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NHL, MLB And MLS Suspend Seasons Due To Coronavirus

Columbus Blue Jackets' Oliver Bjorkstrand celebrates his goal against the Tampa Bay Lightning during the second period of Game 4 of an NHL hockey first-round playoff series, Tuesday, April 16, 2019, in Columbus, Ohio.
Jay LaPrete
/
AP
Columbus Blue Jackets' Oliver Bjorkstrand celebrates his goal against the Tampa Bay Lightning during the second period of Game 4 of an NHL hockey first-round playoff series, Tuesday, April 16, 2019, in Columbus, Ohio.

The National Hockey League, Major League Soccer and Major League Baseball are the latest professional sports leagues to suspend its regular season over concerns about the spread of COVID-19 coronavirus.

The NHL announced Thursday that it would pause its season beginning with Thursday night's games. The Columbus Blue Jackets were scheduled to play at home against the Pittsburgh Penguins.

"The NHL has been attempting to follow the mandates of health experts and local authorities, while preparing for any possible developments without taking premature or unnecessary measures," said commissioner Gary Bettman in a statement.

"However, following last night's news that an NBA player has tested positive for coronavirus - and given that our leagues share so many faciliites and it now seems likely that some member of the NHL community would test positive at some point - it is no longer appropriate to try and play games at this time," he continued.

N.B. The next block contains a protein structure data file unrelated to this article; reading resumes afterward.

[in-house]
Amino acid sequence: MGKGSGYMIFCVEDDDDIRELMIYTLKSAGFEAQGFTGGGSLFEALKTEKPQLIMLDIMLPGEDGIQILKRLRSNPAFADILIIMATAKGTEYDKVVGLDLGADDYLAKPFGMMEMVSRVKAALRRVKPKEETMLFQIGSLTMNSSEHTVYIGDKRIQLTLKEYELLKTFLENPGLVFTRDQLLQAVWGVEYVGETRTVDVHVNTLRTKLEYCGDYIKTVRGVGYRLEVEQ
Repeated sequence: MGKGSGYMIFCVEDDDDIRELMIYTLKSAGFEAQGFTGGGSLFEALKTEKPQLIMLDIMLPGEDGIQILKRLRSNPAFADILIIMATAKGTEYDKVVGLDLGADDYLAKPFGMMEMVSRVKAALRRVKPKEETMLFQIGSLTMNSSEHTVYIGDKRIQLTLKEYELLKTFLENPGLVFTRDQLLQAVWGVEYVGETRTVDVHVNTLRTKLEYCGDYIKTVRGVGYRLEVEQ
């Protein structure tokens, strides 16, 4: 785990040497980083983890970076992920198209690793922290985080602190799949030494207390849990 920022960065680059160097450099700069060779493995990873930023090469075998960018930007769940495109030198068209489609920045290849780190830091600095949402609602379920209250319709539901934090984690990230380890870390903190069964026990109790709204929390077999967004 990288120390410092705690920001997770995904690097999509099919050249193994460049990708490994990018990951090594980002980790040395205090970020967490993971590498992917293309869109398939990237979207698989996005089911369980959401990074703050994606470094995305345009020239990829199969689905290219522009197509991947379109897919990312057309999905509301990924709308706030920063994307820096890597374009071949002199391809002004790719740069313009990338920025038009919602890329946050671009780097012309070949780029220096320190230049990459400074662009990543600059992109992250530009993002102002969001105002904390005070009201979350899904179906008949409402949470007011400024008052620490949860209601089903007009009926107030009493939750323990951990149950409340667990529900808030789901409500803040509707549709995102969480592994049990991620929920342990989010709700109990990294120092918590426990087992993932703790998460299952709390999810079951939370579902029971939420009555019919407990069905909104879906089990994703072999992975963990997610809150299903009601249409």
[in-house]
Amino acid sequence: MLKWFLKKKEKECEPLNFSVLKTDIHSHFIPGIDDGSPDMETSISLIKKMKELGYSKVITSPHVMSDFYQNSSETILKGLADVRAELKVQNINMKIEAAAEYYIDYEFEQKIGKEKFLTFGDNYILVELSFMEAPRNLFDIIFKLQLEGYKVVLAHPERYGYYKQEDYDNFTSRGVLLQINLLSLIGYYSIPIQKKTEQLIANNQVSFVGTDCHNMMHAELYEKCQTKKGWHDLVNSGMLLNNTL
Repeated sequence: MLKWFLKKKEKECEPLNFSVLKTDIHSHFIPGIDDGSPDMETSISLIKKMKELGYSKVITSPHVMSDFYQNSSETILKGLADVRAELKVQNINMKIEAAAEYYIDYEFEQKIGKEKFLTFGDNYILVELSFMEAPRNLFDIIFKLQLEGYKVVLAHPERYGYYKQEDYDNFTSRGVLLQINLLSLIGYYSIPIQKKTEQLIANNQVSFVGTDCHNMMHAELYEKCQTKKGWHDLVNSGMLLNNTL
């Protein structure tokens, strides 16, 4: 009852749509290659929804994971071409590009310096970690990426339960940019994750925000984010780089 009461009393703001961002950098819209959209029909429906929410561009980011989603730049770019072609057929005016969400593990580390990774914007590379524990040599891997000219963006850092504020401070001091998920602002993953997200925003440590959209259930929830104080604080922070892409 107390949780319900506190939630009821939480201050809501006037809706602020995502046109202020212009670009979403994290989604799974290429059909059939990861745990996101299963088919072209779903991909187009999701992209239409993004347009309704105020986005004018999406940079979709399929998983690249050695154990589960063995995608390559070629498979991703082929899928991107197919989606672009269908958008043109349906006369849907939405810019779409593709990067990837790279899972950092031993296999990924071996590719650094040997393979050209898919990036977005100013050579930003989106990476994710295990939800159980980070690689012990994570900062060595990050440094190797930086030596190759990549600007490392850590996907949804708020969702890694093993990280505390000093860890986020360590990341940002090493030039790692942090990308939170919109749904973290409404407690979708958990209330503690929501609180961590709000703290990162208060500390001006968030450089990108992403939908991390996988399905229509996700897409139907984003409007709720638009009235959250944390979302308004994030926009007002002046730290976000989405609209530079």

In a statement, the Blue Jackets said it supports the decision to suspend the NHL season, and will work to address issues for ticket holders and community partners.

The MLB will suspend its spring training games and delay the start of the 2020 season by at least two weeks.

For the MLS, match play will be suspended for 30 days, effective immediately.

Columbus Crew SC was scheduled to play its next game at home Saturday, March 14 against Real Salt Lake. FC Cincinnati's home opener against DC United was also scheduled for Saturday evening.

"Our clubs were united today in the decision to temporarily suspend our season - based on the advice and guidance from the Centers for Disease Control and Prevention (CDC), Public Health Agency of Canada (PHAC), and other public health authorities, and in the best interest of our fans, players, officials and employees," said MLS commissioner Don Garber in a statement.

Officials made the announcements a day after the NBA announced one of its players tested positive for the disease.

On Friday, Ohio Department of Health director Amy Acton signed a public order banning most "mass gatherings" larger than 100 people. Gov. Mike DeWine also declared that all K-12 schools would be suspended for three weeks.

The NCAA announced that its men’s and women’s March Madness basketball tournaments, as well as other winter and spring championships, would be canceled. Games were scheduled in both Dayton and Cleveland. The Big Ten Conference also scrapped the remainder of the men's basketball tournament.

The Crew played in Seattle last week despite a part-time employee at CenturyLink Field testing positive for COVID-19. It was the first major sporting event since Washington began the epicenter of the outbreak, and the game saw a smaller turnout than normal. Still, 33,080 fans turned out to the Crew's match agains the Seattle Sounders.

The Ohio Department of Health makes the following recommendations to protect yourself from illness:

  • Wash hands often with soap and water for at least 20 seconds; dry hands with a clean towel or air dry hands. 
  • Use alcohol-based hand sanitizer when soap and water are unavailable. 
  • Cover your mouth with a tissue or sleeve when sneezing or coughing. Avoid touching your eyes, nose, or mouth with unwashed hands. 
  • Stay home when you are sick. 
  • Avoid contact with people who are sick.

Ohio's coronavirus call center is open to answer questions from 8 a.m. to 9 p.m. daily. The hotline number is 1-833-4-ASK-ODH or 1-833-427-5634.